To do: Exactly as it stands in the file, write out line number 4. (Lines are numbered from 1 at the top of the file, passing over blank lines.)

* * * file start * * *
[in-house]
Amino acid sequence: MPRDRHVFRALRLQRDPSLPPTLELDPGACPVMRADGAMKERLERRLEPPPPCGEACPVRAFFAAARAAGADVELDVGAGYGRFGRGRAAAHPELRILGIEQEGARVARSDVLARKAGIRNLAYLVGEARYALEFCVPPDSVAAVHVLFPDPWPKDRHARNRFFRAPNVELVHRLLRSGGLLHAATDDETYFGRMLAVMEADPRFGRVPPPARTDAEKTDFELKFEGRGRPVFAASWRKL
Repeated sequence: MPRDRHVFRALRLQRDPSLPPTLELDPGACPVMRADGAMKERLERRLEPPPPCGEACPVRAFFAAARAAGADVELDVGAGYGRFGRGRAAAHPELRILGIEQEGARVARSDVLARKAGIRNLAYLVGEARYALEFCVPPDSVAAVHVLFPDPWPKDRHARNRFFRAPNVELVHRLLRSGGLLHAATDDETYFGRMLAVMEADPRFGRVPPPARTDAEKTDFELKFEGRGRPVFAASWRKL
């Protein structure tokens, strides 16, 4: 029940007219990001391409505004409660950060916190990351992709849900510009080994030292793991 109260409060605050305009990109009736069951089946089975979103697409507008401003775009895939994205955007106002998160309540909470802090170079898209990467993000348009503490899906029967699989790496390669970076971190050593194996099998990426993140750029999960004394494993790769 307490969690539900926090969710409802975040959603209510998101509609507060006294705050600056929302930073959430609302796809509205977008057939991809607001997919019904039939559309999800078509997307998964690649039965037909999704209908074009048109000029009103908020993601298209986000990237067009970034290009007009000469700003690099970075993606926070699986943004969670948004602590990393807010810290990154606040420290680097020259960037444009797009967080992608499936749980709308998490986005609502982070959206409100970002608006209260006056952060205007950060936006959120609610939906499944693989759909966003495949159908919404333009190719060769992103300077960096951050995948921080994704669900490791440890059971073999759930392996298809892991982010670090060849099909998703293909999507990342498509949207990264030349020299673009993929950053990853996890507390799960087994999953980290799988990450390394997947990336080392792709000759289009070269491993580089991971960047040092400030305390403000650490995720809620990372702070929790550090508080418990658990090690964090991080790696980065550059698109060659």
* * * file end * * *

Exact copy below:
């Protein structure tokens, strides 16, 4: 029940007219990001391409505004409660950060916190990351992709849900510009080994030292793991 109260409060605050305009990109009736069951089946089975979103697409507008401003775009895939994205955007106002998160309540909470802090170079898209990467993000348009503490899906029967699989790496390669970076971190050593194996099998990426993140750029999960004394494993790769 307490969690539900926090969710409802975040959603209510998101509609507060006294705050600056929302930073959430609302796809509205977008057939991809607001997919019904039939559309999800078509997307998964690649039965037909999704209908074009048109000029009103908020993601298209986000990237067009970034290009007009000469700003690099970075993606926070699986943004969670948004602590990393807010810290990154606040420290680097020259960037444009797009967080992608499936749980709308998490986005609502982070959206409100970002608006209260006056952060205007950060936006959120609610939906499944693989759909966003495949159908919404333009190719060769992103300077960096951050995948921080994704669900490791440890059971073999759930392996298809892991982010670090060849099909998703293909999507990342498509949207990264030349020299673009993929950053990853996890507390799960087994999953980290799988990450390394997947990336080392792709000759289009070269491993580089991971960047040092400030305390403000650490995720809620990372702070929790550090508080418990658990090690964090991080790696980065550059698109060659």